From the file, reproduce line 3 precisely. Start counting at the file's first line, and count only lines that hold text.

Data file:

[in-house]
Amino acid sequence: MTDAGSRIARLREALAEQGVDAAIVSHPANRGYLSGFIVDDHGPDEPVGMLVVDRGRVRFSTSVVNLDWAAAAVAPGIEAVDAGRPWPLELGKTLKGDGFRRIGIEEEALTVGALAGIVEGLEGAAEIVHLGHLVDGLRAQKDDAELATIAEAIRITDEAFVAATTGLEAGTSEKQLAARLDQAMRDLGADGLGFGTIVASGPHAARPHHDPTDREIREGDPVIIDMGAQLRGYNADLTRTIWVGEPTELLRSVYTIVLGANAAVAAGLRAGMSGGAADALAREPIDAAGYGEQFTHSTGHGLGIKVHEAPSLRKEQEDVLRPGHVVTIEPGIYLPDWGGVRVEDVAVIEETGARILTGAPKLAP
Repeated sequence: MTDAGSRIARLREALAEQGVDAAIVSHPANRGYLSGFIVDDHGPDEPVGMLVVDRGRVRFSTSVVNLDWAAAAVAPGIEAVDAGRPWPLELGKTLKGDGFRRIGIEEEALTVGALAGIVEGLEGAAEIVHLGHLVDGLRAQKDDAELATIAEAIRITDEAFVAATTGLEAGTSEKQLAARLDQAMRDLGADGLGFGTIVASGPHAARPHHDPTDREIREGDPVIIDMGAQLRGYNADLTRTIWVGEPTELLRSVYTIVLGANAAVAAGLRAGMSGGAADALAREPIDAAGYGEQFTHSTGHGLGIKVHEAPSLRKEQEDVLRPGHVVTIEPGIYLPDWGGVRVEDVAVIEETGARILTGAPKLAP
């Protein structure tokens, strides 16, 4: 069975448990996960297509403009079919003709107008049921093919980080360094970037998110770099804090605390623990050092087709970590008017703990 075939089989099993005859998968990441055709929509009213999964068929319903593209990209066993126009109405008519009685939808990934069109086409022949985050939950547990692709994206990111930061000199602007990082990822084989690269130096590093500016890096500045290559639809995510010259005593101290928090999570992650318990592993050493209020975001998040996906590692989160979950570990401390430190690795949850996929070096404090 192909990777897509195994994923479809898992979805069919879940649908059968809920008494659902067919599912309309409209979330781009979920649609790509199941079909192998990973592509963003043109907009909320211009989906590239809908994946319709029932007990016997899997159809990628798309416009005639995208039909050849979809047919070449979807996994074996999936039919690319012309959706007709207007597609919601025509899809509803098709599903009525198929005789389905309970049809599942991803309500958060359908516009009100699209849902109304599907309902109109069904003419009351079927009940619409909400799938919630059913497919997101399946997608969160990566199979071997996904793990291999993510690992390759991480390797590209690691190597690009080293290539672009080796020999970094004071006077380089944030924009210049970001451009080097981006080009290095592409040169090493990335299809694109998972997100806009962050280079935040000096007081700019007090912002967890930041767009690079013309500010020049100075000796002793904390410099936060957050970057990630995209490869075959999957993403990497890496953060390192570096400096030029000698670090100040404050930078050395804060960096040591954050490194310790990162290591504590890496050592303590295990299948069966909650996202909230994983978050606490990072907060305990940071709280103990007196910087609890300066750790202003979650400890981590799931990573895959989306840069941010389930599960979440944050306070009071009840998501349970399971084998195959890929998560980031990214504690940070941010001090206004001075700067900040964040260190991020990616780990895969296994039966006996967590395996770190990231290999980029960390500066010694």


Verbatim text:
Repeated sequence: MTDAGSRIARLREALAEQGVDAAIVSHPANRGYLSGFIVDDHGPDEPVGMLVVDRGRVRFSTSVVNLDWAAAAVAPGIEAVDAGRPWPLELGKTLKGDGFRRIGIEEEALTVGALAGIVEGLEGAAEIVHLGHLVDGLRAQKDDAELATIAEAIRITDEAFVAATTGLEAGTSEKQLAARLDQAMRDLGADGLGFGTIVASGPHAARPHHDPTDREIREGDPVIIDMGAQLRGYNADLTRTIWVGEPTELLRSVYTIVLGANAAVAAGLRAGMSGGAADALAREPIDAAGYGEQFTHSTGHGLGIKVHEAPSLRKEQEDVLRPGHVVTIEPGIYLPDWGGVRVEDVAVIEETGARILTGAPKLAP